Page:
At one such organization, I took over as Director over 5 departments: QA, Lab Services, Deployment Engr & Homologation, CM, Documentation. Right at the start, I talked about things with my managers, found out what they thought needed fixing, gave them my points of view on things I thought we should do with our sister directorate that owned all the developers to fix problems we were having.

A very telling comment came back when I looked into my manager's skeptical faces and pressed them for what was on their minds: "Well," they said, " we really like what you say needs to be fixed; we agree, and have thought so ourselves." "OK, go on." I responded. "But," they continued, " we've heard all that before from the previous guys who had your job and they're all gone now." That was red flag number 1.

I told them that I had not taken the job to not make a difference for the better in the organization; that had been my mandate from the VP who hired me. I lasted about four months before both the VP who hired me and I were both "in a 'manpower reduction'". So the poor folks who ended up staying had to continue under the same totally f**ked process they'd been barely scraping by with for several years, while the company stock (and their options) went into the toilet (company was not in the web-space, and this was well before the peak of the internet boom, so for the company stock to be toilet-bound then really said something).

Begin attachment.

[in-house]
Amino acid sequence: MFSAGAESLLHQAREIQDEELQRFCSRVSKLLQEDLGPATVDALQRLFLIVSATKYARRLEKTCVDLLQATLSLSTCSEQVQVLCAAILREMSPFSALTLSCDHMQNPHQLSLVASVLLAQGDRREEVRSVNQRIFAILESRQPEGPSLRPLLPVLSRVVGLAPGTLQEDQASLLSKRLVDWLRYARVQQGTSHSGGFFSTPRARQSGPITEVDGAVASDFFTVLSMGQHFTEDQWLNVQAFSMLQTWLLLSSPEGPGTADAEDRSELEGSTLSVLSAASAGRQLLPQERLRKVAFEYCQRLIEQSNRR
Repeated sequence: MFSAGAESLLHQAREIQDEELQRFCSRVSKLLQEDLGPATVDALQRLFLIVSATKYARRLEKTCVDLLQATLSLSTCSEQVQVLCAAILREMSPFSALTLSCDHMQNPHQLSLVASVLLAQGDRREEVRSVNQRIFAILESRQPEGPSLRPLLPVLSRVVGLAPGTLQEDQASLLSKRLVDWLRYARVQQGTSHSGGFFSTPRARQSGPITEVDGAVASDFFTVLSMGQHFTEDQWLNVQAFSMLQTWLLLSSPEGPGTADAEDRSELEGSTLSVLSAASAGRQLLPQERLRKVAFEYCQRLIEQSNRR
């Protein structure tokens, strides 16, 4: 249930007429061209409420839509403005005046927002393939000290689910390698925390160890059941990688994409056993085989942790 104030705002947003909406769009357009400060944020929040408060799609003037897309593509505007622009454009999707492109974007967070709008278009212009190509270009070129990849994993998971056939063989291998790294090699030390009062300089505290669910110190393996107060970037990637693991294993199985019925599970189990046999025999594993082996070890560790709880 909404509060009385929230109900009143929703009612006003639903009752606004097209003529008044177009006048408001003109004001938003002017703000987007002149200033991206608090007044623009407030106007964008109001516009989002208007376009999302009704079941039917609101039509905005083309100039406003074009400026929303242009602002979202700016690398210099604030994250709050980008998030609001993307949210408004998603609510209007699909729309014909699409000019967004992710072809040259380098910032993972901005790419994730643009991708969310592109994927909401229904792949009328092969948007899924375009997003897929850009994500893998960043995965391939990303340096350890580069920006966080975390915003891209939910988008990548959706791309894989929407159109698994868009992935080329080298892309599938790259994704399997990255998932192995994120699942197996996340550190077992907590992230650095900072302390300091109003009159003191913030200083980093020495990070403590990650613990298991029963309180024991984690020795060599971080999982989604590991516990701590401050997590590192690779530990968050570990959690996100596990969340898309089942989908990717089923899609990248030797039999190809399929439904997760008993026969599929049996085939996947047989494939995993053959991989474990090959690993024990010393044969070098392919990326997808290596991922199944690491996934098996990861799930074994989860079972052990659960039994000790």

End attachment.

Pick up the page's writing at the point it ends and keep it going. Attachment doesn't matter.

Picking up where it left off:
So absolutely yes. The head-honchos have got to support the changes, and the troops have to be ready and willing to change too. Otherwise, either leave, or just get yourself comfortable in your foxhole, keep your head down, punch your clock, and collect your check, because your organization is bent on suicide and you won't be able to help it.

It's not cynicism, it's experience.

Best of luck to you; you've chosen a very laudable objective.

Tuesday, December 10, 2002